There's nothing worse than your turkey going dry. After all, it's the most important food day of the year, and your family 100% expect a table piled high with roast potatoes, Yorkshire puddings and even the perfectly cooked sprout is enjoyed.
But your turkey is the star of the show, the pièce de résistance, the dish that everyone has been waiting for. So there's guaranteed pressure, and in the words of Ru Paul, "whatever you do, don't f*ck it up."
And one of the biggest challenges when cooking your festive bird is to make sure it doesn't dry out. Because nobody, and I repeat nobody, wants to eat slices of turkey that taste like they're chomping down onto meaty pieces of cardboard.
Yep, because the brown meat has a longer cooking time than the breast, it's best to separate the two so that the thighs can have longer cooking time while the white meat rests.
“When roasting the whole bird, the key is to cook the legs longer than the breast," Tommy says.
"Once the breast is cooked, remove the legs and put them back in the oven. This stops the breasts drying out."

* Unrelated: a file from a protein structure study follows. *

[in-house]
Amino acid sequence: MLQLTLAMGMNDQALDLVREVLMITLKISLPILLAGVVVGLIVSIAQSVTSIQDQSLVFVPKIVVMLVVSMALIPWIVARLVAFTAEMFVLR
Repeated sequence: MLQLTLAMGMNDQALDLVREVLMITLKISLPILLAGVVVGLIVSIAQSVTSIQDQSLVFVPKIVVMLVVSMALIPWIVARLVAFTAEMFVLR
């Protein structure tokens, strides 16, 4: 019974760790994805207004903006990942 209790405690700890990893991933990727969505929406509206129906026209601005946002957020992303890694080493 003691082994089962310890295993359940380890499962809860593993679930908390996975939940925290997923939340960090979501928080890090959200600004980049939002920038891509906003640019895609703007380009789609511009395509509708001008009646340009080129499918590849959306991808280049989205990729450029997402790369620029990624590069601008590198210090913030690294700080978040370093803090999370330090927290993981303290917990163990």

Other top ticks for roasting a turkey:
- Choose the right size turkey. Buy about 500g turkey per person.
- Adjust the cook time based on the size of your bird. A 5 1/2 - 6kg turkey needs 3 to 4 hours in the oven. But a 3 1/2kg will likely only need 2 hours 45 minute. Read our full explainer for more info.
- Bring the turkey to room temperature. While the oven is preheating, bring your bird to room temperature. This ensures even cooking.
- Use a roasting rack, Though you don't technically need one, a roasting rack allows the air to circulate around the bottom of your turkey in the oven, which means that soggy skin is way less of a risk.
- Start with a super hot oven, then reduce the temperature. We like to blast the turkey with extremely hot heat (230°C) for the first 30 minutes to get the skin really crispy, then we drop the temp to 175ºC so that it doesn't burn.
- Use more butter than you feel comfortable with. Before the bird goes in the oven and while it roasts, add A LOT of butter. It's key for crispy, flavourful, golden skin.
Brining your turkey is also great for maximum flavour. A proper brine will set you up for success and a dry brine takes a little bit of thought but not that much extra work and you'll end up with a turkey that's juicy, flavourful, and has extra crispy skin.
We like to dry brine our turkey for around 2 days before. This gives the salt plenty of time to soak into the meat and start tenderising your bird. We tend to use about a tablespoon of salt for every 1.8kg. We also mix in a tablespoon of sugar to help crisp the skin even more! It won't taste sweet but will make a big difference.